Ovarian reserve testing
Ovarian reserve testing is a procedure in which a fertility specialist examines a woman’s ovaries. Often, a series of tests are conducted to create conclusive results. A common option is through blood tests that look for follicle-stimulating hormone (FSH), estradiol, and anti-müllerian hormone (AMH). FSH and estradiol are usually checked at the beginning of a woman’s menstrual cycle between days one and five, while AMH can be checked at any point during the cycle. Low levels of FSH and estradiol at the beginning of a menstrual cycle are normal, whereas higher levels may indicate an issue that causes poor egg development.
Clomiphene citrate challenge test
While some ovarian reserve tests solely focus on current hormone levels in women, other tests gauge the ovaries’ response to external stimulants. Sometimes, specialists may give a woman a medication known as clomiphene citrate. Afterward, blood is drawn to test a woman’s FSH and estradiol levels. Again, high levels of either hormone before or after the medication is administered can indicate an underlying problem with egg quality.
For women who need fertility assistance, gonadotropin injections are a common option to help stimulate the ovaries and improve egg production ahead of undergoing various fertility therapies. A side effect is that the injections often trigger the growth of multiple eggs simultaneously. But a sign that a woman may have poor egg quality is if a fertility expert must administer higher doses. Often higher doses are associated with older women who are trying to conceive and tend to indicate that the woman is less likely to successfully conceive even when relying on a fertility therapy such as in vitro fertilization (IVF).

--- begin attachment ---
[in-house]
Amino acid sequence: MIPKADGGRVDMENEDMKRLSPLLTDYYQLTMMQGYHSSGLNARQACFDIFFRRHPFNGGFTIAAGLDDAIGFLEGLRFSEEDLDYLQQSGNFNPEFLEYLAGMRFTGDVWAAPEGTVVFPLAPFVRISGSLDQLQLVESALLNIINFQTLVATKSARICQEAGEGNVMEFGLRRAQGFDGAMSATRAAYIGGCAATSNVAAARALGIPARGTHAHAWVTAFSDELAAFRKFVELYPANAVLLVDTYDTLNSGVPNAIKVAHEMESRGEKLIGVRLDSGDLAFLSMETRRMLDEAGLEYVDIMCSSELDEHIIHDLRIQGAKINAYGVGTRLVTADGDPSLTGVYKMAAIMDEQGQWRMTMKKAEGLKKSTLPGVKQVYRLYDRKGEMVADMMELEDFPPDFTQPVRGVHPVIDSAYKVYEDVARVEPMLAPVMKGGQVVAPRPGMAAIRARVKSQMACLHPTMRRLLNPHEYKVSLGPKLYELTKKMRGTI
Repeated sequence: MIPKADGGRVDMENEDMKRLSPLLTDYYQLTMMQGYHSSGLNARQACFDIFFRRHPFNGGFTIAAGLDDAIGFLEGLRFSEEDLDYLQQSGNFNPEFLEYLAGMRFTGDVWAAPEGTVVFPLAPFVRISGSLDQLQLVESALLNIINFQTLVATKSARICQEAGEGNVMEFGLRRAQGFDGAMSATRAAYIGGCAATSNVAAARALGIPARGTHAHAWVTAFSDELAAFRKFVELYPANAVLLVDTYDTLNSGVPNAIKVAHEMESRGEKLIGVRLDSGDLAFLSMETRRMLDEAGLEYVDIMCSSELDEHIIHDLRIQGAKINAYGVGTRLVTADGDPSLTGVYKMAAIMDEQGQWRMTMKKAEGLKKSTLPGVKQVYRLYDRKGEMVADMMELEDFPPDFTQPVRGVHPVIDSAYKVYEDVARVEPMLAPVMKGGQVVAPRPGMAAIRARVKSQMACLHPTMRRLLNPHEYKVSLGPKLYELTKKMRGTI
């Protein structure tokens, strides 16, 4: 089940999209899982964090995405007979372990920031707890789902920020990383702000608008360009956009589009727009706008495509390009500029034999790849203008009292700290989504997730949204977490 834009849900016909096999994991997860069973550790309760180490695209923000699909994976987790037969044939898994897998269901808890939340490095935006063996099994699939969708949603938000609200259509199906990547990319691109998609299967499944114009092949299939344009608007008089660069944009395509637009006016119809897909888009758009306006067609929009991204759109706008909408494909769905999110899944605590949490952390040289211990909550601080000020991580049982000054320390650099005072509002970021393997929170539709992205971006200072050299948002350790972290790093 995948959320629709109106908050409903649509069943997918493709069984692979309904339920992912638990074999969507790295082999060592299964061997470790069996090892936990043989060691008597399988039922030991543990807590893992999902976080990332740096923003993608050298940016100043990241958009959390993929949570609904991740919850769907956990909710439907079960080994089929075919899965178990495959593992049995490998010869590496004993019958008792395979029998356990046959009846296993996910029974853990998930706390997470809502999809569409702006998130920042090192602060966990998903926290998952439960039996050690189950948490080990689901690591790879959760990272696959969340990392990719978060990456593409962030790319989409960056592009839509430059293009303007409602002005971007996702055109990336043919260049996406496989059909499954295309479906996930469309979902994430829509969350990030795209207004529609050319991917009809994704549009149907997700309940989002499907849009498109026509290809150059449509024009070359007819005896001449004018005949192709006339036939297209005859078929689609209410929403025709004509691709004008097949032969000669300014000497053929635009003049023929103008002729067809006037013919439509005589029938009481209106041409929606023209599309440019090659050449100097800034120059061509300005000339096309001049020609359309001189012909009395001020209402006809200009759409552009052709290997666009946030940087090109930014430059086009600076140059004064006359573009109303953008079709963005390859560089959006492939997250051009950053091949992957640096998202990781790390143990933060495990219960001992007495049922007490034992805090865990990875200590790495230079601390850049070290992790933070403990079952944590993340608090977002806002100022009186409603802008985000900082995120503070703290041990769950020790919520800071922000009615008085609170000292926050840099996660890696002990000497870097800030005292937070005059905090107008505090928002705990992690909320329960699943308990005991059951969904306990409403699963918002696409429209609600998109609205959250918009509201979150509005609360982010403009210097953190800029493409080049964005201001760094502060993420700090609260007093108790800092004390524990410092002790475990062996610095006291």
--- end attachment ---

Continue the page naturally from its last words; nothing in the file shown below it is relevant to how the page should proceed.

Antral follicle count
An antral follicle count is an exam that relies on a transvaginal ultrasound to visually count the total number of small follicles in an ovary. Small follicles are usually between 2-10 millimeters in size and are known as antral follicles. Each antral follicle serves as space for an egg to develop. While the test is best overseen by a fertility specialist, the exam can confirm how many eggs are available and if a woman’s ovaries are responding to gonadotropin medications.
Maintaining perspective with fertility tests
All of the above tests are designed to give a window into potential fertility issues. But higher hormonal levels or a lower antral follicle count don’t automatically mean that a woman can’t conceive. However, knowing about potential issues that can delay or make conception more difficult are important if a woman or couple wants to conceive. By knowing about underlying conditions, a fertility specialist can work with people to create a targeted plan that offers a higher chance of successful conception.